[Editorial] Back in parliament, opposition party must continue its fight

Posted on : 2013-09-24 15:55 KST Modified on : 2013-09-24 15:55 KST

When the Democratic Party declared on Sep. 23 that it would return to the National Assembly, South Korean politics entered a new phase. Once the party returns to the legislature from the tents where it has been protesting for 54 consecutive days, it appears that the regular session of the National Assembly will be able to proceed normally.

While the Democratic Party (DP) insisted that it would continue its efforts both inside and outside of the National Assembly, the focus is bound to shift in that direction once the assembly is in session. In other words, the stage for the next showdown between the ruling and opposition parties will be the legislature’s budget session.

The DP’s decision to return to the legislature doesn’t in itself warrant blame. Considering that there is much that must be done to improve the livelihood of the Korean people, in a certain sense it is only natural for the country’s largest opposition party to go back to the assembly and get to work.

But it is shameful that the Democratic Party - a powerful opposition party with more than 120 lawmakers - wrapped up its 54 days of camping outdoors without anything to show for it.

No behavior worthy of an opposition party can be found in the Democratic Party’s fight with the ruling party, which was triggered by evidence that the National Intelligence Services (NIS) interfered in last December’s presidential election. It is indeed rare for an opposition party to be as powerless in checking the ruling party as the DP is today.

The DP made a lot of noise, but they were forced to fold their tents before they could take the political lead even once.

One of the most embarrassing examples of this was how helpless the DP was during the parliamentary investigation into the NIS’s interference in the election. They failed to interrogate or deal with the main witnesses who refused to even take an oath before testifying.

Amid all the controversy about the NIS, it was not even clear whether the DP had any realistic objectives. Each time the situation took an unexpected turn, party members fumbled about trying to decide what to do, opening themselves up to an attack from the ruling party.

The DP is not entirely to blame for the current political debacle. It is obvious that the primary cause of the current gridlock is President Park Geun-hye.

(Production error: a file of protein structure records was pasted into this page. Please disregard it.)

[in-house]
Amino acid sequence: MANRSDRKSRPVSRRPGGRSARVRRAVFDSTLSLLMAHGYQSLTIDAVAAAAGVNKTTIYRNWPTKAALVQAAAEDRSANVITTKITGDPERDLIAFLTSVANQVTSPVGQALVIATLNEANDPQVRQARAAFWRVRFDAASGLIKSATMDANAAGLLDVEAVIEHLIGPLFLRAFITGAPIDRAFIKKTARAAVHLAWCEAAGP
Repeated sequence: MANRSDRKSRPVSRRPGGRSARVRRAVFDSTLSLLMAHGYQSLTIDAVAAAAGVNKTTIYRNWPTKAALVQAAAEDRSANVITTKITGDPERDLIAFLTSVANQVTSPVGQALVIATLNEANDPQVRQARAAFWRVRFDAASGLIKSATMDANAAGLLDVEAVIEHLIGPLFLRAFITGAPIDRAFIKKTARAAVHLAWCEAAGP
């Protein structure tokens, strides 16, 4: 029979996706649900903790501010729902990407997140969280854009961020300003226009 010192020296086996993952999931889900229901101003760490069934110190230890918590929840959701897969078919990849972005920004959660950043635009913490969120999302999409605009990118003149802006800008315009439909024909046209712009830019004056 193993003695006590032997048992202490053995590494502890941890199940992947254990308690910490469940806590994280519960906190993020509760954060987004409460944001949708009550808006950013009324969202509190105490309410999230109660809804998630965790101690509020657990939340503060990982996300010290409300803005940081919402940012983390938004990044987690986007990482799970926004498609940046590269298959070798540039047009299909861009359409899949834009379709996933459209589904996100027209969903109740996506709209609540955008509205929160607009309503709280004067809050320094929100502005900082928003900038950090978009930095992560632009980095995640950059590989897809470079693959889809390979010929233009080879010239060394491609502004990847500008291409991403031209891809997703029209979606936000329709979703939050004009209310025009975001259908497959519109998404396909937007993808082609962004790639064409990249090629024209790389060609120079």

The forces controlling the government have turned the political situation on its head by making one rash move after the other during the controversy over the NIS. First, they released a 2007 inter-Korean summit transcript, and then they launched an investigation into Unified Progressive Party lawmaker Lee Seok-ki.

While the ruling party may seem to have things under their thumb for the moment, if one takes the long view, all of their actions are bound to work against them.

Nevertheless, the DP’s failure is partly responsible for the depressing direction in which South Korean politics has been moving.

Now that the DP has returned to parliament, it must not fall into the same blunders it has been making. It must set realistic objectives and find an effective means of carrying on the fight.

There are plenty of problems connected with democracy and people’s livelihoods that need addressing. These include reforms of the NIS and the prosecutors, the government’s backpedaling on welfare and economic democratization, tax code reform, and lingering questions about the Four Major Rivers Project.

As the largest opposition party, the DP bears a large responsibility both to speak for the people who are suffering because of Park’s reversal on her campaign pledges and her move away from democracy, and to block that reversal.

By firmly standing up to the ruling party, which continues to move in the wrong direction in the areas of politics, the economy, and society, the DP must prove that it is worthy of the label of the opposition party. Under the leadership of Kim Han-gil, the Democratic Party must put all of its efforts into becoming a paragon of fighting for its causes in a reasonable way during this session of the National Assembly.


Please direct questions or comments to [english@hani.co.kr]


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